Unlike so many other filibusters, it's hard to say that Lim's act was one vanity -- but it was in vain. Lim would learn, upon awaking in the hospital, that Almendras has cast his vote for Marcos.

Paul's stand yesterday for a clarification in Obama's targeted killing policy was dramatic at times, but not that dramatic. Hey, there's always next time.

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Victims' rights group names 'dirty dozen' papal candidates

The Vatican's ongoing sexual abuse scandal and the Catholic Church's often stumbling response is expected to play a major role in the coming papal conclave, and today the Survivors Network of those Abused by Priests (SNAP) fired a major shot at the cardinals gathered in the Vatican. The group, which has played a major role in exposing abuse and advocating on behalf victims, released a list of 12 papal candidates that it is calling the "dirty dozen" for their alleged roles in sex crimes and cover-ups.

The 12 prelates have all been identified as serious candidates to succeed Pope Benedict XVI and include several of the frontrunners: Angelo Scola, Marc Ouellet, Leonardo Sandri, Peter Turkson, and Timothy Dolan. While it is difficult to predict the dynamics of a papal election, being slapped with membership in the "dirty dozen" doesn't bode well for these cardinals at a time when the church is looking to clean up its image.

Several of the candidates on the list also represent important regional ambitions within the church. Dolan, for example, is the only viable American candidate. The selection of Sandri, an Argentinean, would cater to a growing Catholic population in Latin America. If selected, Turkson, who is from Ghana, would be the church's first black pope. His selection would also acknowledge the church's growing influence in Africa.

SNAP argues that the 12  prelates represent the "worst choices in terms of protecting kids, healing victims, and exposing corruption." Whether the list will have any lasting impact remains to be seen, but efforts by groups like SNAP are important in shaping public perception of the papal candidates and also affect internal jockeying in the lead-up to the conclave.

In the case of Scola, an Italian cardinal who has been called the "crown prince of Catholicism," SNAP argues that he failed to take the sex abuse scandal seriously when, in 2010, during the scandal's peak, he said that media attacks on Benedict were an "iniquitous humiliation." A conservative close to both Benedict and John Paul II, Scola currently serves as the archbishop of Milan, which in the past has served as a stepping stone to the papacy. But at 71, he's far from a model of youth and vigor.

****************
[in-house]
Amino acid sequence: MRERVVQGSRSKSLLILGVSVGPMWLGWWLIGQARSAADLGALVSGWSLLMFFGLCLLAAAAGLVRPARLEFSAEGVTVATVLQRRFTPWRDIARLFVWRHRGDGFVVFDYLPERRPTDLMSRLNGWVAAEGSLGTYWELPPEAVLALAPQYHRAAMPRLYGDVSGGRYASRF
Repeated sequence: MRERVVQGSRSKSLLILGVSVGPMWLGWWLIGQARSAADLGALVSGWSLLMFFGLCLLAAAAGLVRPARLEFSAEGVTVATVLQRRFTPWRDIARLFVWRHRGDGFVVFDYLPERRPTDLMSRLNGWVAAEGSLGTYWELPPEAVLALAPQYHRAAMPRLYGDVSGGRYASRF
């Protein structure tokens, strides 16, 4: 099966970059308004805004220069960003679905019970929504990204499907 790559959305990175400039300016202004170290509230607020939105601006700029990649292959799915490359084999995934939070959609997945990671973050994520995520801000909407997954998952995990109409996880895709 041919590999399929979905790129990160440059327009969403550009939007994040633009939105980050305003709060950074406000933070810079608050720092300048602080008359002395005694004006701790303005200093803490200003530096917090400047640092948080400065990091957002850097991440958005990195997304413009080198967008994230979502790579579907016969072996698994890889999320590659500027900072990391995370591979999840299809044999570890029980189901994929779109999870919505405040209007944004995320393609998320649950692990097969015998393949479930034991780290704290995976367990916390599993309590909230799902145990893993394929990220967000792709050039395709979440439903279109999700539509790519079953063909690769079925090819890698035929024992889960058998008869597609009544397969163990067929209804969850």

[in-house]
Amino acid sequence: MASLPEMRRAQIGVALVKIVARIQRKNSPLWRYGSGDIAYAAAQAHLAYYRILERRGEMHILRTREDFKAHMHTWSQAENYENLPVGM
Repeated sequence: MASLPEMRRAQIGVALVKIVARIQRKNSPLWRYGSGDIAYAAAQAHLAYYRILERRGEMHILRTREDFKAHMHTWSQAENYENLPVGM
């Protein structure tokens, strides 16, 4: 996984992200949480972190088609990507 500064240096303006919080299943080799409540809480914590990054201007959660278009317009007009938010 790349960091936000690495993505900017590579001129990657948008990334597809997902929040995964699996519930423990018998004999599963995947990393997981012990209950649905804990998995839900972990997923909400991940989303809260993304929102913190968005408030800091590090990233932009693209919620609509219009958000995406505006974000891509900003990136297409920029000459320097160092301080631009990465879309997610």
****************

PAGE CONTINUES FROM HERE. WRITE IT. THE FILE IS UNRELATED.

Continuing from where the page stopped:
Ouellet, a Canadian, lands on the list because while he issued apologies to many victims of abuse, he reportedly refused to meet with those victims. 

Sandri, the Argentinean, comes under criticism from SNAP for his ties to the disgraced Mexican priest Marcial Maciel, who was convicted of a range of sexual abuses. Sandri was asked in 2004 to read a letter from John Paul II in praise of Maciel and, as the National Catholic Reporter puts it, "few cardinals will probably be excited about the prospect of TV packages on the new pope featuring video of him extolling an abuser priest (though admittedly, the words were not his own)."

Turkson, the Ghanaian, finds himself under fire from SNAP for comments he made about the possibility of the church's sex scandal spreading to Africa, which he deemed unlikely since gays are not tolerated in Africa. "African traditional systems kind of protect or have protected its population against this tendency,” he said in an interview with Christiane Amanpour. "Because in several communities, in several cultures in Africa homosexuality or for that matter any affair between two sexes of the same kind are not countenanced in our society."

Lastly, SNAP objects to Dolan's candidacy on the grounds that he allegedly paid abusive priests to leave the church in silence, in addition to claims that he kept silent in the case of a teacher at a Catholic school in possession of child pornography.

If these are the top candidates to succeed Benedict, it makes you wonder: Will the church ever find someone clean enough to take over?